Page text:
Track shipments

Analysis: US LNG exports to Europe on track to exceed Biden’s promise

A model LNG carrier is seen in front of the American flag in this illustration taken May 19, 2022. REUTERS/Dado Ruvic/Illustration/

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July 26 (Reuters) – When U.S. President Joe Biden promised European leaders in March that he would help secure new supplies of liquefied natural gas to offset shortages caused by Russia’s invasion of Ukraine, his promise was was met with skepticism.

After all, the US LNG industry was already reaching its export limits and the global market is dominated by long-term contracts that can dictate the destination of exported gas for twenty years in a row.

It turns out, however, that Biden’s promise may have been far too modest.

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The United States is on track to exceed Biden’s March pledge of an additional 15 billion cubic meters of LNG for Europe this year, according to a Reuters analysis of export data compiled by Refinitiv, and to triple commitment. Read more

The top natural gas producer became the world’s largest LNG exporter in the first half of 2022, the US Energy Information Administration (EIA) announced on Monday. Read more

The increase is good news for a Biden administration that has sought to strengthen energy ties with Europe to combat Russian influence. But given the voracious global demand for natural gas, these European imports come at the expense of poorer countries like Pakistan and India, which could face energy deficits or be pressured into new deals with Russia.

Through June this year, the United States exported about 57 billion m3 of gas in the form of LNG, of which 39 billion m3, or 68%, to Europe, according to Refinitiv data. This compares with 34 billion m3, or 35%, of LNG exports shipped to Europe for the whole of 2021.

This means that the United States has already sent more gas to Europe in the first six months of 2022 than it did in the 12 months of 2021. If exports to Europe continue at the same rate during the second half of 2022, the total increase compared to 2021 would be around 45 bcm.

However, the pace of exports slowed in June after a fire shut down Freeport LNG, which provides about 20% of LNG processing in the United States. Full operations are not expected before the end of the year. Read more

Another challenge could be a well-above-average Atlantic hurricane season, analysts said. Read more

HIGHER PROFITS IN EUROPE

The unexpected change is happening because shippers are willing to pay contractual penalties for not delivering to countries like Pakistan and diverting shipments to Europe, where the high price covers costs and profits, analysts said. .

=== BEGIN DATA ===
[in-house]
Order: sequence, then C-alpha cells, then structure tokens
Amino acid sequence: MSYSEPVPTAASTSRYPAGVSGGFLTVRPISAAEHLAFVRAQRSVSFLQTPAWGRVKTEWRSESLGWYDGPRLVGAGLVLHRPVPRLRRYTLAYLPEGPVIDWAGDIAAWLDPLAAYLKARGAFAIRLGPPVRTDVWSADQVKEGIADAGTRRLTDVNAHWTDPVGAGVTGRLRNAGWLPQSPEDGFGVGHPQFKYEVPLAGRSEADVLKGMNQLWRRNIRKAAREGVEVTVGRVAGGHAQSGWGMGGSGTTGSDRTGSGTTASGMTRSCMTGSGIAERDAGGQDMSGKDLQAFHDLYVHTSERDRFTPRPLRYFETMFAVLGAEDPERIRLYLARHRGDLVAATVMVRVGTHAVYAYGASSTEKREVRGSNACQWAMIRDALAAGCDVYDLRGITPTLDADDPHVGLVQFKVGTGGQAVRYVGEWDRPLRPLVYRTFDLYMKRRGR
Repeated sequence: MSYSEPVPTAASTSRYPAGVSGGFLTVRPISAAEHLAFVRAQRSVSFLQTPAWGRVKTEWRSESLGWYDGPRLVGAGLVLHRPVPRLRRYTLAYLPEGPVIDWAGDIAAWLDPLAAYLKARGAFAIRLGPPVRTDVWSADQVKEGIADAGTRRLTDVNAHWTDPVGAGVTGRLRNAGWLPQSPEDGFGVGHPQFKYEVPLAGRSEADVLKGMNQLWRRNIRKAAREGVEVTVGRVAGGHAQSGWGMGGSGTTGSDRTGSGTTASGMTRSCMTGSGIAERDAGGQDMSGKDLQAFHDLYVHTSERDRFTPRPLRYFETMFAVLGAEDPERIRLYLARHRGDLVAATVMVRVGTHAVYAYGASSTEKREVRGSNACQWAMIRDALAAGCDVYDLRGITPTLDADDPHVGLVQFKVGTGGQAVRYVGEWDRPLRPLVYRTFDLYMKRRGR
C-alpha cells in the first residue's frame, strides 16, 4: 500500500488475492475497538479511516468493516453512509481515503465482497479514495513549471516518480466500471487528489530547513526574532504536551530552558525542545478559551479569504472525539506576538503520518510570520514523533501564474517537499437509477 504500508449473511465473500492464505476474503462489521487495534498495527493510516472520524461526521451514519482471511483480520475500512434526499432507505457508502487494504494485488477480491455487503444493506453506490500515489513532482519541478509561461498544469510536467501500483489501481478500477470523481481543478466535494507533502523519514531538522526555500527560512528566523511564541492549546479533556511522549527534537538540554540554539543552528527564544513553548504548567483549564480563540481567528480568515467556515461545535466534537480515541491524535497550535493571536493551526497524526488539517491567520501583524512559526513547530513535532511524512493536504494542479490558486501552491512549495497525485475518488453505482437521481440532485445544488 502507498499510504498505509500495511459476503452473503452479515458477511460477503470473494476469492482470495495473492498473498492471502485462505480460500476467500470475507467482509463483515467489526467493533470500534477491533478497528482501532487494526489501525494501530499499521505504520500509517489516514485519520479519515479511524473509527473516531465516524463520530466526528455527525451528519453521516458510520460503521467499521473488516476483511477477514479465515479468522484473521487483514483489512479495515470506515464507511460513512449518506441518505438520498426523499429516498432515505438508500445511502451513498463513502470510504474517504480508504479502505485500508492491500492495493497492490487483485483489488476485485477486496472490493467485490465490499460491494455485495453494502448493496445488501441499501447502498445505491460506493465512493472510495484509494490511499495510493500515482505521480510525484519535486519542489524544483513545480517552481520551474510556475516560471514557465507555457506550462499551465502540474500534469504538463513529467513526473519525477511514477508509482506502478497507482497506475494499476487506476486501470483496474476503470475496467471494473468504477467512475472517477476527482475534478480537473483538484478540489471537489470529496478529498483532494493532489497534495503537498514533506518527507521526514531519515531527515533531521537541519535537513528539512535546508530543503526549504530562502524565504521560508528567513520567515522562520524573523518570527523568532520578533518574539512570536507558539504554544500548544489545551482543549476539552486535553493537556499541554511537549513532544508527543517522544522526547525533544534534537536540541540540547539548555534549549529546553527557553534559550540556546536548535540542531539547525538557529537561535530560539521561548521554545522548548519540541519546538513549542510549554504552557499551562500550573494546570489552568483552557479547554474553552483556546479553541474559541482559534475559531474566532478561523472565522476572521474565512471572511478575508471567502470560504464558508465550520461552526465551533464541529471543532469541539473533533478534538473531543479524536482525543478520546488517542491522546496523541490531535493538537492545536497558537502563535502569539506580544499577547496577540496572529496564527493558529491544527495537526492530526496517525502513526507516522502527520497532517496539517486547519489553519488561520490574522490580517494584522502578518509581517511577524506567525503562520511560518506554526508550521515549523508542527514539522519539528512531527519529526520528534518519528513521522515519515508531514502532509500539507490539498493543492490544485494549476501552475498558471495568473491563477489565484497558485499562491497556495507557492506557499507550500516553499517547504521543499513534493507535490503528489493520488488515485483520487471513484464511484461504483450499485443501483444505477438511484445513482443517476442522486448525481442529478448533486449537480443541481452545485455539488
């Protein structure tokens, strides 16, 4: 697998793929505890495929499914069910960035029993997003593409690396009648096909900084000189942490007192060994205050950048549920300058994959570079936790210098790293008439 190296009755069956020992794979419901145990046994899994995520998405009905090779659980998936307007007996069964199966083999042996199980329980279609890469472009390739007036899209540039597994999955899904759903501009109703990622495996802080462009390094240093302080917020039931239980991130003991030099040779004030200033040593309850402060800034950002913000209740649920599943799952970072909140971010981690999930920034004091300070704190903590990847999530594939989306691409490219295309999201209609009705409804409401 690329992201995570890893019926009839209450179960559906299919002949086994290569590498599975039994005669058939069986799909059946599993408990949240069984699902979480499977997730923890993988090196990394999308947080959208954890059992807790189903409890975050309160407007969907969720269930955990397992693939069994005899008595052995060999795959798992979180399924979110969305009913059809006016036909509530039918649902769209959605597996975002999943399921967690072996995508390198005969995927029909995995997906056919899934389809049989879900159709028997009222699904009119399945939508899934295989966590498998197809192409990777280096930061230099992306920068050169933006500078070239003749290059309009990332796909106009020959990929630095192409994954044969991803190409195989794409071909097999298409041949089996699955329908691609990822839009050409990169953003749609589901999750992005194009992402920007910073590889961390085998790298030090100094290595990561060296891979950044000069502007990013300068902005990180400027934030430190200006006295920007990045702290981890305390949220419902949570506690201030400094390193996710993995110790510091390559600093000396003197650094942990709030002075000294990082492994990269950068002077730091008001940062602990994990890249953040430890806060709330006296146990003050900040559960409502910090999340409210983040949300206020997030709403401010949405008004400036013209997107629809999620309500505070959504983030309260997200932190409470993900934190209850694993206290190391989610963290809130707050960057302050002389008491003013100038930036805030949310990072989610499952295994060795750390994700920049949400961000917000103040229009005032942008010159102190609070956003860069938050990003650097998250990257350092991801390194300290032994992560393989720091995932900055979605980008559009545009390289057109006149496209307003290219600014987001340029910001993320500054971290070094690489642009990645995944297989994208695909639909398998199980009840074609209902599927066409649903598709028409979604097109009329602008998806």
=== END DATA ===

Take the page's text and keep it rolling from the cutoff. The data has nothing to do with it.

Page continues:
Analysts who earlier argued that Biden’s goal was unachievable now say the industry, dominated by companies like Cheniere Energy Inc (LNG.A) and TotalEnergies (TTEF.PA), has proven to be much more flexible than they had expected.

“It’s become a lot more flexible than most thought just three months ago. If you have to do things, things are moving,” said Henning Gloystein, director of energy and climate at Eurasia Group.

But it has led to a drop in US LNG imports to countries paying less. Belgium, for example, saw its US LNG imports increase by some 650% while Pakistan saw its US imports decrease by 72%, according to the data.

Benchmark gas prices in Europe have averaged $34.06 per million British thermal units (mmBtu) so far in 2022, compared to $29.99 in Asia and $6.12 in the United States. United.

That compares to 2021 average prices of $16.04 in Europe, $18.00 in Asia and $3.73 in the United States, according to the data.

“Cargoes are going to go where the market demands it,” said Ed Hirs, an energy economist at the University of Houston.

IT’S STILL NOT ENOUGH

The February invasion by Europe’s biggest gas supplier pushed already high energy prices to record highs and prompted the EU to commit to cutting Russian gas consumption by two-thirds this year by increasing imports from other countries and by stimulating renewable energies.

Despite the unexpected US surge, the EU is still in a precarious position heading into the high-use winter season as Russia continues to threaten to cut off gas supplies. Read more .

The EU has urged member states to reduce their gas consumption by 15% until March as an emergency measure. Read more

Biden and European Commission President Ursula von der Leyen also announced a plan to form a task force to reduce Europe’s dependence on Russian fossil fuels, including gas.

The Commission should ensure that the EU is able to receive around 50 bcm of additional US LNG until at least 2030, and the US is on track to exceed that number this year.

But, analysts say, the move of US shipments will not last as Asian and South American prices rise to attract more shipments and customers seek legal action to demand deliveries on contracts.

“The really stark, stark reality is that Europe is shutting out a lot of emerging markets. In the long term, that’s not sustainable and it’s already causing energy shortages in South Asia,” Gloystein said.

“Something has to give,” he added.

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Reporting by Jarrett Renshaw and Scott DiSavino; Timothy Gardner contributed to this article; Editing by Heather Timmons and Marguerita Choy

Our standards: The Thomson Reuters Trust Principles.